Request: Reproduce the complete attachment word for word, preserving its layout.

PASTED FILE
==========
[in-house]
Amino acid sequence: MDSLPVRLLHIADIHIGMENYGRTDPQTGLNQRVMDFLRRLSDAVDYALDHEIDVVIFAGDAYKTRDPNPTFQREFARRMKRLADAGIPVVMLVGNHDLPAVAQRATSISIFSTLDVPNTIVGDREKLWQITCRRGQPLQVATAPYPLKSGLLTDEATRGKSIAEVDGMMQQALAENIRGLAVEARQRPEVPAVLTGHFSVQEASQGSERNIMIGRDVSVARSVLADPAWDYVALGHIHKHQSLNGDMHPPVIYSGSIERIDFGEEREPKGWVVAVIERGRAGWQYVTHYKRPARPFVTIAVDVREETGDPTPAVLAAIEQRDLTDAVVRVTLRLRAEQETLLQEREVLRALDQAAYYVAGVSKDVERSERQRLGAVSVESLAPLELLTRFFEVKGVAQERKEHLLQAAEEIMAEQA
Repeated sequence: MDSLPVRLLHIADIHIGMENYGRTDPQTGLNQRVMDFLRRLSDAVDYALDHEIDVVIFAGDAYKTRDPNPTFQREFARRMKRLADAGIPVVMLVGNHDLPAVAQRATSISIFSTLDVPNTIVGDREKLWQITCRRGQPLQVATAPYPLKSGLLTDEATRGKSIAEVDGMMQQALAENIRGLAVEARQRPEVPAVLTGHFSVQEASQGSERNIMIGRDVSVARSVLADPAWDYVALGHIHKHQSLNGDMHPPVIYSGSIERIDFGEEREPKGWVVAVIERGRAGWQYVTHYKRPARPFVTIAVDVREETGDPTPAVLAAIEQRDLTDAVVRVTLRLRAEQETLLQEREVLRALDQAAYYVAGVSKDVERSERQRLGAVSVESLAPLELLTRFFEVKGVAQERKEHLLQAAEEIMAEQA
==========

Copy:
[in-house]
Amino acid sequence: MDSLPVRLLHIADIHIGMENYGRTDPQTGLNQRVMDFLRRLSDAVDYALDHEIDVVIFAGDAYKTRDPNPTFQREFARRMKRLADAGIPVVMLVGNHDLPAVAQRATSISIFSTLDVPNTIVGDREKLWQITCRRGQPLQVATAPYPLKSGLLTDEATRGKSIAEVDGMMQQALAENIRGLAVEARQRPEVPAVLTGHFSVQEASQGSERNIMIGRDVSVARSVLADPAWDYVALGHIHKHQSLNGDMHPPVIYSGSIERIDFGEEREPKGWVVAVIERGRAGWQYVTHYKRPARPFVTIAVDVREETGDPTPAVLAAIEQRDLTDAVVRVTLRLRAEQETLLQEREVLRALDQAAYYVAGVSKDVERSERQRLGAVSVESLAPLELLTRFFEVKGVAQERKEHLLQAAEEIMAEQA
Repeated sequence: MDSLPVRLLHIADIHIGMENYGRTDPQTGLNQRVMDFLRRLSDAVDYALDHEIDVVIFAGDAYKTRDPNPTFQREFARRMKRLADAGIPVVMLVGNHDLPAVAQRATSISIFSTLDVPNTIVGDREKLWQITCRRGQPLQVATAPYPLKSGLLTDEATRGKSIAEVDGMMQQALAENIRGLAVEARQRPEVPAVLTGHFSVQEASQGSERNIMIGRDVSVARSVLADPAWDYVALGHIHKHQSLNGDMHPPVIYSGSIERIDFGEEREPKGWVVAVIERGRAGWQYVTHYKRPARPFVTIAVDVREETGDPTPAVLAAIEQRDLTDAVVRVTLRLRAEQETLLQEREVLRALDQAAYYVAGVSKDVERSERQRLGAVSVESLAPLELLTRFFEVKGVAQERKEHLLQAAEEIMAEQA